Crohn’s Disease Treatment: Common Medications for Treating Crohn’s

Crohn's disease, also known as ileitis or regional enteritis, is a chronic illness. In Crohn's, the intestine, bowel, or other part of the digestive tract becomes inflamed and ulcerated -- marked with sores. Along with ulcerative colitis, Crohn's disease is part of a group of diseases known as inflammatory bowel disease (IBD).

Crohn's disease usually affects the lower part of the small intestine, which is called the ileum, and the beginning of the colon. The disease, though, can occur in any part of the gastrointestinal system. Thus, the disorder may affect the large or small intestine, the stomach, the esophagus, or even the mouth. Crohn's can occur at any age. It is most commonly diagnosed in people who are between the ages of 15 and 30.

What are the symptoms of Crohn's disease?

The symptoms of Crohn's disease depend on where in the bowel the disease occurs. They also depend on its severity. Symptoms can include:

Other symptoms can develop, depending on complications related to the disease. For example, a person with a fistula, an abnormal passageway, in the rectal area may have pain and discharge around the rectum. Other complications from Crohn's disease include:

What causes Crohn's disease?

The cause of Crohn's disease is not known. It is likely that there is a genetic component. About 20% of people with Crohn's disease have a blood relative with a form of IBD. People of Jewish heritage have a greater risk of developing Crohn's.

Crohn's disease may involve the immune system. The immune system of a person with Crohn's may treat bacteria, food, and other substances as foreign invaders, leading to chronic inflammation from the accumulation of white blood cells in the lining of the intestines and resulting in ulcerations and injury to the tissues.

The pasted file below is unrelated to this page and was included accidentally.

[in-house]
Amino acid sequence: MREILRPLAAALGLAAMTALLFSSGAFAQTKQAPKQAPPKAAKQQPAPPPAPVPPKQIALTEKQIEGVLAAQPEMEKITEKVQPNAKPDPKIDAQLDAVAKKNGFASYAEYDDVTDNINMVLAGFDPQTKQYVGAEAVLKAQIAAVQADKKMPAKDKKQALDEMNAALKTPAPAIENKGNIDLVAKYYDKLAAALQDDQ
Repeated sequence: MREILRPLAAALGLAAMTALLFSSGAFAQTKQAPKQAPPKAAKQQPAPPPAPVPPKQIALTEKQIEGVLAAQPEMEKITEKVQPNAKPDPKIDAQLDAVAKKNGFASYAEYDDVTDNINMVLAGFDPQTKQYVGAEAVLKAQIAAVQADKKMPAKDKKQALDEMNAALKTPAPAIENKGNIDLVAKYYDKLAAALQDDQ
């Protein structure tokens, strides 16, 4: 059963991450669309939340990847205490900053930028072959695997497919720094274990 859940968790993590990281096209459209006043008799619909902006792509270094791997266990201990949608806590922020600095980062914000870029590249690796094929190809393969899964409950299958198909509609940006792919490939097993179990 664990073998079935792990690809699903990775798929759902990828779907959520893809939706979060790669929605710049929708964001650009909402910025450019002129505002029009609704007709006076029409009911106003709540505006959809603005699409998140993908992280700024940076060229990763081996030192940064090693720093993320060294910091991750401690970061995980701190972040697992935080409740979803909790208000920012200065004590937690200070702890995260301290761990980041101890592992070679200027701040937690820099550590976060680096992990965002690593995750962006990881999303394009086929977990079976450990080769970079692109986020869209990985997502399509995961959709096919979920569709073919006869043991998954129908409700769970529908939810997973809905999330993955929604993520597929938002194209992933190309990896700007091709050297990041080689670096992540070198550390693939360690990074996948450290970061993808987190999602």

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How is Crohn's disease diagnosed?

A number of tests are used to distinguish Crohn's disease from other gastrointestinal conditions. First, your doctor will review your medical history. This information is helpful because Crohn's disease is more common in people who have a first-degree relative -- mother, father, sister, or brother -- with IBD. After a physical examination is done, the doctor may order the following tests:

  • Endoscopy (such as colonoscopy or sigmoidoscopy): During this procedure, a flexible, lighted tube called an endoscope is inserted into the rectum and used to view the inside of the rectum and colon. A colonoscopy shows a greater portion of the colon than a sigmoidoscopy does. A small sample of tissue may be taken for testing -- biopsy. An upper endoscopy may also be used to look down the esophagus, into the stomach and the first part of the small intestine, the duodenum. A capsule endoscopy uses a pill with a camera inside that is swallowed and takes pictures of the small intestine
  • Blood tests: When testing the blood, the doctor will look for signs of anemia or a high white blood cell count that could indicate inflammation or infection somewhere in the body.
  • Barium X-ray (barium enema or small bowel series): X-rays are often taken of either the upper or lower intestine. Barium coats the lining of the small intestine and colon and shows up white on an X-ray. This characteristic enables doctors to view any abnormalities.
  • CT scans and an MRItaken with oral contrast are other imaging tests that are used.

How is Crohn's disease treated?

There is no cure for Crohn's disease. The goals for treatment are:

  • to reduce inflammation
  • to relieve symptoms of pain, diarrhea, and bleeding
  • to eliminate nutritional deficiencies